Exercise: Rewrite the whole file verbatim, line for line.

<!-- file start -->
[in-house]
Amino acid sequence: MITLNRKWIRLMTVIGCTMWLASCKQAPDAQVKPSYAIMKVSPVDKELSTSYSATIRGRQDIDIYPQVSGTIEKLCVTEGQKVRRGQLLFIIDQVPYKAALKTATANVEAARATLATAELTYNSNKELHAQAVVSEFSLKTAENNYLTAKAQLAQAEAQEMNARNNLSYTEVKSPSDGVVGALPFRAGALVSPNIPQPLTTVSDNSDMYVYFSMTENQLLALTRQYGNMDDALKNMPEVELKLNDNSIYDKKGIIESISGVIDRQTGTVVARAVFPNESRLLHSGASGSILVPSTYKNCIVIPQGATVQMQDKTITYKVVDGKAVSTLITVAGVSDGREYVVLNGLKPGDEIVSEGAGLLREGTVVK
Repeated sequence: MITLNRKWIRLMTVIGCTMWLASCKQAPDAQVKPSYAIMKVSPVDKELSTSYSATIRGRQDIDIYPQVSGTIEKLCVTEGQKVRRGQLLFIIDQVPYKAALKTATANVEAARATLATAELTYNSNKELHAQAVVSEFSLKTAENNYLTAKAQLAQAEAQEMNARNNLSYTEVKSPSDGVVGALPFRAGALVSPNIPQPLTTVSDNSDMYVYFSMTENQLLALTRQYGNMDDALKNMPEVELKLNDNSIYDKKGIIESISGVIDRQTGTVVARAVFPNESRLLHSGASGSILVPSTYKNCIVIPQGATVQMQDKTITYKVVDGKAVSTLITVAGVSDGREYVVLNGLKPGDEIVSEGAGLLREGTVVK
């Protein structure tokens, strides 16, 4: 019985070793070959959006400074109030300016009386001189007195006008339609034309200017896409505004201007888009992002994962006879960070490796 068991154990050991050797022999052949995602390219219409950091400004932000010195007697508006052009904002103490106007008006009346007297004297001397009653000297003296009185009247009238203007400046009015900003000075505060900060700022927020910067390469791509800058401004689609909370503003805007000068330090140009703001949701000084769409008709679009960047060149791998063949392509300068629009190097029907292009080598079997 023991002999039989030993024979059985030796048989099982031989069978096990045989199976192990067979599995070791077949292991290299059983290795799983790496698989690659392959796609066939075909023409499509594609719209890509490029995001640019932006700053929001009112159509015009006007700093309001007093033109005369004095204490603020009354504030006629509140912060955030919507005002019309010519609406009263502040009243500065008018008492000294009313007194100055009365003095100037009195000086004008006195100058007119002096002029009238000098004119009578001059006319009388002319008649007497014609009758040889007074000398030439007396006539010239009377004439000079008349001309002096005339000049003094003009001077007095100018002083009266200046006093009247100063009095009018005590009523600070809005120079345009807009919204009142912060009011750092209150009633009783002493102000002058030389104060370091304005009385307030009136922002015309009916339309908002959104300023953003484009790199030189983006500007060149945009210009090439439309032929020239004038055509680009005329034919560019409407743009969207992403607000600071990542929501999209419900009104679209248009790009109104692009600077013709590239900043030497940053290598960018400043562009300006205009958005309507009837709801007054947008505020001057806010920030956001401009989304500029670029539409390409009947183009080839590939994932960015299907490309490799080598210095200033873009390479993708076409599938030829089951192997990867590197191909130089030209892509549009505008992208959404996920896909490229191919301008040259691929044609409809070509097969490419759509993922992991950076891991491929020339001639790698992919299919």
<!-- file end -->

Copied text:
[in-house]
Amino acid sequence: MITLNRKWIRLMTVIGCTMWLASCKQAPDAQVKPSYAIMKVSPVDKELSTSYSATIRGRQDIDIYPQVSGTIEKLCVTEGQKVRRGQLLFIIDQVPYKAALKTATANVEAARATLATAELTYNSNKELHAQAVVSEFSLKTAENNYLTAKAQLAQAEAQEMNARNNLSYTEVKSPSDGVVGALPFRAGALVSPNIPQPLTTVSDNSDMYVYFSMTENQLLALTRQYGNMDDALKNMPEVELKLNDNSIYDKKGIIESISGVIDRQTGTVVARAVFPNESRLLHSGASGSILVPSTYKNCIVIPQGATVQMQDKTITYKVVDGKAVSTLITVAGVSDGREYVVLNGLKPGDEIVSEGAGLLREGTVVK
Repeated sequence: MITLNRKWIRLMTVIGCTMWLASCKQAPDAQVKPSYAIMKVSPVDKELSTSYSATIRGRQDIDIYPQVSGTIEKLCVTEGQKVRRGQLLFIIDQVPYKAALKTATANVEAARATLATAELTYNSNKELHAQAVVSEFSLKTAENNYLTAKAQLAQAEAQEMNARNNLSYTEVKSPSDGVVGALPFRAGALVSPNIPQPLTTVSDNSDMYVYFSMTENQLLALTRQYGNMDDALKNMPEVELKLNDNSIYDKKGIIESISGVIDRQTGTVVARAVFPNESRLLHSGASGSILVPSTYKNCIVIPQGATVQMQDKTITYKVVDGKAVSTLITVAGVSDGREYVVLNGLKPGDEIVSEGAGLLREGTVVK
């Protein structure tokens, strides 16, 4: 019985070793070959959006400074109030300016009386001189007195006008339609034309200017896409505004201007888009992002994962006879960070490796 068991154990050991050797022999052949995602390219219409950091400004932000010195007697508006052009904002103490106007008006009346007297004297001397009653000297003296009185009247009238203007400046009015900003000075505060900060700022927020910067390469791509800058401004689609909370503003805007000068330090140009703001949701000084769409008709679009960047060149791998063949392509300068629009190097029907292009080598079997 023991002999039989030993024979059985030796048989099982031989069978096990045989199976192990067979599995070791077949292991290299059983290795799983790496698989690659392959796609066939075909023409499509594609719209890509490029995001640019932006700053929001009112159509015009006007700093309001007093033109005369004095204490603020009354504030006629509140912060955030919507005002019309010519609406009263502040009243500065008018008492000294009313007194100055009365003095100037009195000086004008006195100058007119002096002029009238000098004119009578001059006319009388002319008649007497014609009758040889007074000398030439007396006539010239009377004439000079008349001309002096005339000049003094003009001077007095100018002083009266200046006093009247100063009095009018005590009523600070809005120079345009807009919204009142912060009011750092209150009633009783002493102000002058030389104060370091304005009385307030009136922002015309009916339309908002959104300023953003484009790199030189983006500007060149945009210009090439439309032929020239004038055509680009005329034919560019409407743009969207992403607000600071990542929501999209419900009104679209248009790009109104692009600077013709590239900043030497940053290598960018400043562009300006205009958005309507009837709801007054947008505020001057806010920030956001401009989304500029670029539409390409009947183009080839590939994932960015299907490309490799080598210095200033873009390479993708076409599938030829089951192997990867590197191909130089030209892509549009505008992208959404996920896909490229191919301008040259691929044609409809070509097969490419759509993922992991950076891991491929020339001639790698992919299919």